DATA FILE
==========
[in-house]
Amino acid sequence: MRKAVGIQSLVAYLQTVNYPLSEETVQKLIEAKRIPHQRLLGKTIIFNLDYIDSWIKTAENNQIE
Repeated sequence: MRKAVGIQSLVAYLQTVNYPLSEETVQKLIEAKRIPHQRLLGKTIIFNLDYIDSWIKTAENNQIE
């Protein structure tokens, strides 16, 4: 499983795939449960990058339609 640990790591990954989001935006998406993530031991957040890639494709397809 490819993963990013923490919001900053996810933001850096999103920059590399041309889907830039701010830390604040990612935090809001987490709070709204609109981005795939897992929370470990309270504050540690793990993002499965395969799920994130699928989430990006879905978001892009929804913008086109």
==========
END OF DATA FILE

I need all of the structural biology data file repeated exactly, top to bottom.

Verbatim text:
[in-house]
Amino acid sequence: MRKAVGIQSLVAYLQTVNYPLSEETVQKLIEAKRIPHQRLLGKTIIFNLDYIDSWIKTAENNQIE
Repeated sequence: MRKAVGIQSLVAYLQTVNYPLSEETVQKLIEAKRIPHQRLLGKTIIFNLDYIDSWIKTAENNQIE
């Protein structure tokens, strides 16, 4: 499983795939449960990058339609 640990790591990954989001935006998406993530031991957040890639494709397809 490819993963990013923490919001900053996810933001850096999103920059590399041309889907830039701010830390604040990612935090809001987490709070709204609109981005795939897992929370470990309270504050540690793990993002499965395969799920994130699928989430990006879905978001892009929804913008086109």